From the cradle to the grave, we are forever learning
Mai i te kōpae ki te urapa, tātou ako tonu ai
Transcript of 1IN3’s appearance before Joint Select Committee on Australia’s Family Law System
On 8th July 2020, representatives of the One in Three Campaign appeared at a hearing of the Joint Select Committee on Australia’s Family Law System. You can read the Hansard transcript on pages 23 to 30 of the PDF here.
Developing a Model of Change Mechanisms within Intentional Unidirectional Peer Support (IUPS)
Peers are those with lived experiences of adversity and are
commonly utilised in services. However, little is known about change mechanisms, resulting in undefined concepts and weak assertions on peer supports’
effectiveness. Further, peer interventions are becoming increasingly common
in homelessness services, without the theoretical understanding to support it.
This review systematically explores literature to close this gap.
Victims’ Voices: The Justice Needs and Experiences of New Zealand Serious Crime Victims
Victim Support says research shows it’s time to take action and put victims at the heart of the justice system. Karen McLeay, Victim Support Acting Chief Executive, said the results of Chief Victims’ Advisor Dr Kim McGregor’s research, Strengthening the Criminal Justice System for Victims, paint a realistic picture of the justice system’s failings.
NZ Research Team to Inform Peer Support Effectiveness
Examining the journeys of adult male survivors of sexual abuse and the services they need: identifying effective practice and gaps from a ready model of peer support in New Zealand.
Disparities in police proceedings and court sentencing for females versus males who commit sexual offences in New Zealand
This study investigated whether there are disparities in the way in which police proceed against females and males who commit sexual offences. We explored whether there are discrepancies in the severity of court sentences handed down to female and male sexual offenders. Using police and sentencing data, we compared the proportion of females and males who proceeded to court action once charged with a sexual offence and, separately, the severity of sentencing handed down to both genders. In terms of police decision-making processes, compared to males, a smaller proportion of females proceeded to “court action” for their offences. Furthermore, the severity of sentences handed down to males was greater than those handed down to females, both generally and when the sexual offence could be directly matched. These findings are discussed in the context of gender differences in how these crimes are processed and implications for justice, intervention, and community safety.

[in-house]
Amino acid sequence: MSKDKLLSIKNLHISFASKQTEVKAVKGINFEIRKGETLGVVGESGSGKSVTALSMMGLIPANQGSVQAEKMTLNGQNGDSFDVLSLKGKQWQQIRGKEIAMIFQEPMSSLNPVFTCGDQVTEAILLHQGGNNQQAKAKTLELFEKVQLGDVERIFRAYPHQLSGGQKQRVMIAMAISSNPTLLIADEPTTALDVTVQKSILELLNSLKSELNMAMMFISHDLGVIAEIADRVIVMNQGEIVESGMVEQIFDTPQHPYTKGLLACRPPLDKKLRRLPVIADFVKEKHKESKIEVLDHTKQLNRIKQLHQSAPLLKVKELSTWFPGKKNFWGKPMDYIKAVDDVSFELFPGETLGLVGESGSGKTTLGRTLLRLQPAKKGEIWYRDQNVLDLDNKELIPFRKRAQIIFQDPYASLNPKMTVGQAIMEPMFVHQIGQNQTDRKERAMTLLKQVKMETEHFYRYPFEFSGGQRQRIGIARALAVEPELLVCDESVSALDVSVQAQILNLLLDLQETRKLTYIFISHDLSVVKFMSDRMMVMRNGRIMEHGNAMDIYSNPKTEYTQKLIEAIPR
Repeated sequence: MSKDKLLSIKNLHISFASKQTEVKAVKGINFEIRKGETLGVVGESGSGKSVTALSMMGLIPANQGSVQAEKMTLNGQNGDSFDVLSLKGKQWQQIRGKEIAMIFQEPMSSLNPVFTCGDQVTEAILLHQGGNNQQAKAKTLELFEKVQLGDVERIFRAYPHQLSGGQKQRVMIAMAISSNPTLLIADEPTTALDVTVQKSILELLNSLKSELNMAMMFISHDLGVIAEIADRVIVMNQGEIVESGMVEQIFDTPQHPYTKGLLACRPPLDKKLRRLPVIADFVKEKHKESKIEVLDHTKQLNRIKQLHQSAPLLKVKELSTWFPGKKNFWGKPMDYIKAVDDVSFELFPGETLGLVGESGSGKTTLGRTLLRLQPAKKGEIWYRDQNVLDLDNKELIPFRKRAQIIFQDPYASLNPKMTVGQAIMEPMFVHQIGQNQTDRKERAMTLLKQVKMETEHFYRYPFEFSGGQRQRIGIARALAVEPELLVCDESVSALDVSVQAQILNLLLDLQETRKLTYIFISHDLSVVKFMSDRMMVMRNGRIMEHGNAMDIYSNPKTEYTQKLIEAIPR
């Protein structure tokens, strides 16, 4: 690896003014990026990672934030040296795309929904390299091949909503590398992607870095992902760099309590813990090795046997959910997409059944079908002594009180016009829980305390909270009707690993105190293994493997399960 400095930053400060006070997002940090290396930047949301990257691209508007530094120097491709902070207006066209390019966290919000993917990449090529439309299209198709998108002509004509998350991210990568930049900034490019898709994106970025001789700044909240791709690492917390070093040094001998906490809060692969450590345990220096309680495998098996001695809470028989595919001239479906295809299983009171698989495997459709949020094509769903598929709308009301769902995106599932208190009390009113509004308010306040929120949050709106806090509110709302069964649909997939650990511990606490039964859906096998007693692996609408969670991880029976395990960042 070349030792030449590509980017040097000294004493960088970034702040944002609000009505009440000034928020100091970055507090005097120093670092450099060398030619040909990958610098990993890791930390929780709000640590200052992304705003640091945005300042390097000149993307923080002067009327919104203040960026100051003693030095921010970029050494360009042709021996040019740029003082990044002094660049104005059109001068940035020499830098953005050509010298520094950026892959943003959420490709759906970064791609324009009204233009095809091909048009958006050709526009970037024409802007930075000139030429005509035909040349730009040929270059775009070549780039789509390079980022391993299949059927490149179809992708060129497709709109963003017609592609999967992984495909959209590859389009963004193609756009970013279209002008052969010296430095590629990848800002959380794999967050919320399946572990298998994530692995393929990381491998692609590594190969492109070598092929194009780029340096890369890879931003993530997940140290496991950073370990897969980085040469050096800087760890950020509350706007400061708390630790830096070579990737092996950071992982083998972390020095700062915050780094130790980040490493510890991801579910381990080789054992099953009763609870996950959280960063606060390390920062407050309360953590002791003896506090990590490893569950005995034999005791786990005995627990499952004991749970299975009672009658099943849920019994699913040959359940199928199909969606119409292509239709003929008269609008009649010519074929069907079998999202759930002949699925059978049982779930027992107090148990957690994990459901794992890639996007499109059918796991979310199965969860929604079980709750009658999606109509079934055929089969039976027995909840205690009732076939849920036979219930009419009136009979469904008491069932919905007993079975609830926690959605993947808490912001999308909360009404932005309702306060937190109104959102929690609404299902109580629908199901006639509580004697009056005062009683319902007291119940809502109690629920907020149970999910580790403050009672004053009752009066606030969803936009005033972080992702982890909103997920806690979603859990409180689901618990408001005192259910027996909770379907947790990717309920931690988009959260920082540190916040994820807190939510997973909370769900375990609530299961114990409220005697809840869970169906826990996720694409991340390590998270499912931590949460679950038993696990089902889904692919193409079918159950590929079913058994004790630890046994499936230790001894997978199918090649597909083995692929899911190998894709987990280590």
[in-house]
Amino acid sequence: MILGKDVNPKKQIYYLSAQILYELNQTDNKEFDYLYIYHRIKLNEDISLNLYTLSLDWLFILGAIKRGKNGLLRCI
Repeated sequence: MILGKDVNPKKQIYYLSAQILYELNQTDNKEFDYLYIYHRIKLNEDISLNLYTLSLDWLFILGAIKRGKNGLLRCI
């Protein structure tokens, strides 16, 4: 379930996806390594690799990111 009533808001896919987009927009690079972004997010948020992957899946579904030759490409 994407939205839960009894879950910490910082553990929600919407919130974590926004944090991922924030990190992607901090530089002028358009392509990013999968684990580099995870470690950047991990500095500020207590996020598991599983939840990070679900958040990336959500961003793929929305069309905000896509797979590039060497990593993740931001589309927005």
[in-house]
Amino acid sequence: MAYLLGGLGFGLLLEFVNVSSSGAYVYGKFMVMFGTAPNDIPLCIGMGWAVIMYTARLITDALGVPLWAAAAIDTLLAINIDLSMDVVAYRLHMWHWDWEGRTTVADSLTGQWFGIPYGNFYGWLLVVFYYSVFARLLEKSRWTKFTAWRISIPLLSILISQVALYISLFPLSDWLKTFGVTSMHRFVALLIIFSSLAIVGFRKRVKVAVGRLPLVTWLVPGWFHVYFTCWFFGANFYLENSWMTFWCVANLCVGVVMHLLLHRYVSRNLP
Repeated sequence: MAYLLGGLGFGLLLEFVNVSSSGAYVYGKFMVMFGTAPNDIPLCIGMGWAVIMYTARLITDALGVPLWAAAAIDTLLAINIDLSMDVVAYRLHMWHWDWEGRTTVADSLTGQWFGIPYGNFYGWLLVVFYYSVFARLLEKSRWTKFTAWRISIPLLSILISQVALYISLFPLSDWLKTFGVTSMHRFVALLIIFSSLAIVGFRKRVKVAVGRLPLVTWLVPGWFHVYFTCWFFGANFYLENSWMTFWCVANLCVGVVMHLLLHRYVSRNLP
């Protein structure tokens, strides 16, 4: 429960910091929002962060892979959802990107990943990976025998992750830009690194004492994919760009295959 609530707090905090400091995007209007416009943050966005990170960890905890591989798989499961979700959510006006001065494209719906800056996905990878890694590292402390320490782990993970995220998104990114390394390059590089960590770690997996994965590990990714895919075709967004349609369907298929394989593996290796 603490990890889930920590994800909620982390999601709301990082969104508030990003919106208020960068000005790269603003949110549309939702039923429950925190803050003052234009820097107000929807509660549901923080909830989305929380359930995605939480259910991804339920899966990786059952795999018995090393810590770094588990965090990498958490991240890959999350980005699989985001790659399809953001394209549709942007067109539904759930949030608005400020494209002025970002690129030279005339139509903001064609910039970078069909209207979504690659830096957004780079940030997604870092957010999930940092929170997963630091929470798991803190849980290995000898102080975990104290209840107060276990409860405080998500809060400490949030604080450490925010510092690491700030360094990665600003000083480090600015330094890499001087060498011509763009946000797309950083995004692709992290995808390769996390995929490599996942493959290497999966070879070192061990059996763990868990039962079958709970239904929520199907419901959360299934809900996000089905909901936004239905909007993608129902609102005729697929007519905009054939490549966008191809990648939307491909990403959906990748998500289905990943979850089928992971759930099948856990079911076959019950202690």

Data Summary: Child Sexual Abuse
This data summary is one of six produced by the New Zealand Family Violence Clearinghouse NZFVC in 2017. The other five data summaries are concerned with Family Violence Deaths, Violence Against Women, Children and Youth Affected by Family Violence, Adult Sexual Violence, and Child Sexual Abuse and Adult Sexual Violence – Perpetration by Gender. This data summary is a collation of publicly available information about sexual abuse and has been sourced from self-report surveys and administrative data sources.
Circumcision: A controversial topic
In response to concerns expressed within our survivor community, and to foster a more informed understanding of male circumcision as it presents in our contemporary society, MSA commissioned the attached literature review titled “Circumcision: A controversial topic.”
This paper also references another discussion on the ethical considerations of circumcision titled “Genital Autonomy and Sexual Wellbeing”, which has been included in our web Research archive to further inform our readers.
US Study Reveals Surprising Results on Female Victimisation of Males
“Unless we uproot the simplistic stereotypes that limit understandings about sexual victimisation, we will not address it accurately, nor will we respond to victims empathically. Those victimised by women are doubly harmed when we fail to treat their abuse as worthy of concern.” …Semple, Flores, Meyer